The E-E-A-T Concept: Demonstrating Expertise in Accordance with QRG

As is well known, E-E-A-T is not a ranking factor nor a measurable metric but a concept of how Google views what quality and well-ranked content should look like.

Let’s break down step by step how to optimize our websites in accordance with this concept, based on research by very well respected in his field optimizer Nathan Gotch.

First, we’ll talk about Experience – namely, the experience that needs to be demonstrated to Google in content.

3 types of experience considered by Google

First-hand experience – that is, life experience. It involves using a product, visiting a place, or conveying personal experience. The validity of this type of experience is easily verified. Experience in the Field – that is, expertise in a particular area: Knowledge and skills acquired in a specific field. The Searcher’s Experience – that is, user experience or the quality of interaction a user has with a site.

Nathan suggests several techniques to prove an author’s experience.

Life experience

  • Use language that demonstrates personal experience, for example, “we went to…”, “were excited to try,” or “our tasters didn’t like.”
  • Provide visual proof of experience, such as photos or videos.
  • Highlight the authors’ biographies, showcasing their experience.

Professional experience

  • Use language that reflects your knowledge in the field, for example, “based on my experience…”.
  • Reference research, data, and examples that validate your competence.
  • Point out the presence of relevant certificates or degrees (if applicable).

User experience

Well, it’s clear here that improving user ranking factors is necessary.

That includes but is not limited to advertisements, mobile experience, interstitial popups, security (HTTPS), and Core Web Vitals.

Several practical methods to demonstrate experience in content

  1. Use of visual proofs: Photos, videos, and other materials validating your experience.
  2. Detailed author biography: Information about the author’s experience and qualifications.
  3. Language that demonstrates experience: Using words and phrases that show direct interaction with the content subject.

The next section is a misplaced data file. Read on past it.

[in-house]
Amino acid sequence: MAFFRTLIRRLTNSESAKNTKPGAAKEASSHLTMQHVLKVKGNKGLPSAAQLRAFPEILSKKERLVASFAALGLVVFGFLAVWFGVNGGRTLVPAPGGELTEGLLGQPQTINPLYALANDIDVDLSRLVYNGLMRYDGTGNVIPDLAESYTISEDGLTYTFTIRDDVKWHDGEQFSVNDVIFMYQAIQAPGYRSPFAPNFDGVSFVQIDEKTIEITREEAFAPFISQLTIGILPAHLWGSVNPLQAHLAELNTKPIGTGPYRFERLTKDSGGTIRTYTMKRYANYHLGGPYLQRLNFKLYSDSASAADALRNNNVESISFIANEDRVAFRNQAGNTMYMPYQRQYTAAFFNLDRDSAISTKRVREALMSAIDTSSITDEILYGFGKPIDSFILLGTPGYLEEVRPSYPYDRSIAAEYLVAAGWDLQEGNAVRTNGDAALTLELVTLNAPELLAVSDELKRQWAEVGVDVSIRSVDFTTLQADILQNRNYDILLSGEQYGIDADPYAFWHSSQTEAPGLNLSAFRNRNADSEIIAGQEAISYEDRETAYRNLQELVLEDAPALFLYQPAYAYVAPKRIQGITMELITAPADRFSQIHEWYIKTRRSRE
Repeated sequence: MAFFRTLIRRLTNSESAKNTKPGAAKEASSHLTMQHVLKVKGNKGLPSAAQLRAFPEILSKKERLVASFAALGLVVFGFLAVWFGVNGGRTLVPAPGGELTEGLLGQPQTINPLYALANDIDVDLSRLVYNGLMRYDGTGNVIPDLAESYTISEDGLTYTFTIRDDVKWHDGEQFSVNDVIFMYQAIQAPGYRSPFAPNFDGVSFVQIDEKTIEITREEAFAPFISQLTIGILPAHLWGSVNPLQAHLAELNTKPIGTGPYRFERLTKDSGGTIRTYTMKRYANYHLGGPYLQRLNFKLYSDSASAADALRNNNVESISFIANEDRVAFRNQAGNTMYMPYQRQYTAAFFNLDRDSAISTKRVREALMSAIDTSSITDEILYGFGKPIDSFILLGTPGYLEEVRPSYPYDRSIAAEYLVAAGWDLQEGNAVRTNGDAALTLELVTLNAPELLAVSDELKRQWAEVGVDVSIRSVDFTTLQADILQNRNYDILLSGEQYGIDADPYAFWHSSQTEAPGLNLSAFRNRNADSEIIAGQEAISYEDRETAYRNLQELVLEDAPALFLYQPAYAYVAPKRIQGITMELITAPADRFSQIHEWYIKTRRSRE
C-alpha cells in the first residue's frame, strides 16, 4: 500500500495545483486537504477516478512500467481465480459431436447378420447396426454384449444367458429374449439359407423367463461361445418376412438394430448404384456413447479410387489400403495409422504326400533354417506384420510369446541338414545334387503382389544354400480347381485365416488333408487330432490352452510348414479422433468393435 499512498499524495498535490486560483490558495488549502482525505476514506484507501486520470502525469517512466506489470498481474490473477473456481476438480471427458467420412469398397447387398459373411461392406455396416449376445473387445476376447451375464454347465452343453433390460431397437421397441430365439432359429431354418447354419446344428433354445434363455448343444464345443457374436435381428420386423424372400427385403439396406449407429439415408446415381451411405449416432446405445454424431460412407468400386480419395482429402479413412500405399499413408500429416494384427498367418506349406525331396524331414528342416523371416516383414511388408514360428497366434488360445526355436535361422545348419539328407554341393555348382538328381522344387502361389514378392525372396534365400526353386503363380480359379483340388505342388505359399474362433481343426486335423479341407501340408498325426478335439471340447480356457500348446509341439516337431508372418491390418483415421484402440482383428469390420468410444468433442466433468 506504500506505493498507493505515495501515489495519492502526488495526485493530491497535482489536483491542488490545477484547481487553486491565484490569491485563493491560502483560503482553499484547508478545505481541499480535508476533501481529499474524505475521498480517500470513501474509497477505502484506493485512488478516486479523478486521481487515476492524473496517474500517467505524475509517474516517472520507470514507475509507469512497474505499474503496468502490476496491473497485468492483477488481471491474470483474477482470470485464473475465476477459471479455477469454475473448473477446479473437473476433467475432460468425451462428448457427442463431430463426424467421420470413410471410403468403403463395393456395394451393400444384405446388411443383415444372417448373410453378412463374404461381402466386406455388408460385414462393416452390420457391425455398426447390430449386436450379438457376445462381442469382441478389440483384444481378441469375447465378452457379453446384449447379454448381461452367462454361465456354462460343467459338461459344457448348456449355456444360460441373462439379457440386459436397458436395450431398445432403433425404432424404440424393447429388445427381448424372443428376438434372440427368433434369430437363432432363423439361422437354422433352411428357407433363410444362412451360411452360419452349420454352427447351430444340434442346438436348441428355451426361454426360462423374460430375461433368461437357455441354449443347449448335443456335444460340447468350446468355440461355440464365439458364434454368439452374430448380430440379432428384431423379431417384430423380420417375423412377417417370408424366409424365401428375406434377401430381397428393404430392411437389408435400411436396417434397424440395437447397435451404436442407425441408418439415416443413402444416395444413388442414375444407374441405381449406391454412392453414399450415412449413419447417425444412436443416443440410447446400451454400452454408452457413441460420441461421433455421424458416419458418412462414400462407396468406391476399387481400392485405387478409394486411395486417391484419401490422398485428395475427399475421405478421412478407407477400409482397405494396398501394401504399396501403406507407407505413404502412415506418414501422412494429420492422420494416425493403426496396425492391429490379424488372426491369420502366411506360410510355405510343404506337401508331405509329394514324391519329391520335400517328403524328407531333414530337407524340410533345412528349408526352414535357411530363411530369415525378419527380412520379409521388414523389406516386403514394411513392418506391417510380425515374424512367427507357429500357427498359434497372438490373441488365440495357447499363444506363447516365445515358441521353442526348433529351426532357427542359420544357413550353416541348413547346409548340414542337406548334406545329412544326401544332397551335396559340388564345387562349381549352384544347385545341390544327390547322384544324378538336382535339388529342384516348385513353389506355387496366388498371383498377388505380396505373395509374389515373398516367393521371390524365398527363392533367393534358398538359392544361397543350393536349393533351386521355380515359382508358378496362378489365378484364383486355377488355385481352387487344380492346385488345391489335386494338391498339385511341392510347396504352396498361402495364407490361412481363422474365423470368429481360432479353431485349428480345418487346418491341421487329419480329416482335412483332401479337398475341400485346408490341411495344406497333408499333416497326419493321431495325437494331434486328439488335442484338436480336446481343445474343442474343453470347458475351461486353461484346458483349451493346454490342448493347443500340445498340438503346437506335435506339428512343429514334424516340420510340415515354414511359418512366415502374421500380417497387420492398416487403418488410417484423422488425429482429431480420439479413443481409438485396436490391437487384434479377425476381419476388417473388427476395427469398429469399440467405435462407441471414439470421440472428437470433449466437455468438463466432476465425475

4. Comparative data and research: Presentation of data obtained through personal research and comparisons.
  5. Reviews and expert opinions: Using feedback from people with experience in the field.
  6. Creation of unique content: Develop your own research, guides, and tools that showcase your expertise and knowledge.
  7. Conducting surveys and research: Collecting data from your target audience to create content that meets their needs.
  8. Partnership with experts: Collaborating with people who have expertise in your field to create joint content.
  9. Using social media and local SEO: Engaging with your audience on social media to demonstrate your expertise and build trust.

Now for the most interesting part

The author then talks about ethics and immediately demonstrates ways to use chatbots to generate content with the appearance of personal experience. There are several templates that allow for content generation that demonstrates high expertise, followed by its verification.

Additionally, I would add a few tips

  • Focus on niche topics where you truly have expertise. Avoid reviews of what you are unfamiliar with.
  • Approach testing as unbiased as possible. The user needs an objective assessment.
  • Experience isn’t just about testing a product. You can describe the experience of solving a problem or achieving a goal with a product.
  • Add your recommendations and advice based on experience. This enhances the content’s value.
  • Experience can accumulate over time. Update old articles with new data and observations.

Overall, users need maximum specifics to believe in your experience. Therefore, the more details and evidence provided, the better. Focus on quality, not quantity of content.


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